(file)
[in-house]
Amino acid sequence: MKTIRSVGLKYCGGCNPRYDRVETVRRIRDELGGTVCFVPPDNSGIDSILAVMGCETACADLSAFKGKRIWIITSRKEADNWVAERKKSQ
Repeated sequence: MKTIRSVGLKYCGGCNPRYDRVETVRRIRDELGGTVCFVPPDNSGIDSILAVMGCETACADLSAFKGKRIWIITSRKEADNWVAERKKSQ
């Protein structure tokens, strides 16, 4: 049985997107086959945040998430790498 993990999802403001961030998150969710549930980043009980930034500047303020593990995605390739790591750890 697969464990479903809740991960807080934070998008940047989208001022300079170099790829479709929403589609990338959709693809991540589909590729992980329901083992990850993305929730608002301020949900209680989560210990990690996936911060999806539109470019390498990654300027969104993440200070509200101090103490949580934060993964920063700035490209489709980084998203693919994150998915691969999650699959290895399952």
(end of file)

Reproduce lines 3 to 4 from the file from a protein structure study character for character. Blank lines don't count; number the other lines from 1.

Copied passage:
Repeated sequence: MKTIRSVGLKYCGGCNPRYDRVETVRRIRDELGGTVCFVPPDNSGIDSILAVMGCETACADLSAFKGKRIWIITSRKEADNWVAERKKSQ
């Protein structure tokens, strides 16, 4: 049985997107086959945040998430790498 993990999802403001961030998150969710549930980043009980930034500047303020593990995605390739790591750890 697969464990479903809740991960807080934070998008940047989208001022300079170099790829479709929403589609990338959709693809991540589909590729992980329901083992990850993305929730608002301020949900209680989560210990990690996936911060999806539109470019390498990654300027969104993440200070509200101090103490949580934060993964920063700035490209489709980084998203693919994150998915691969999650699959290895399952």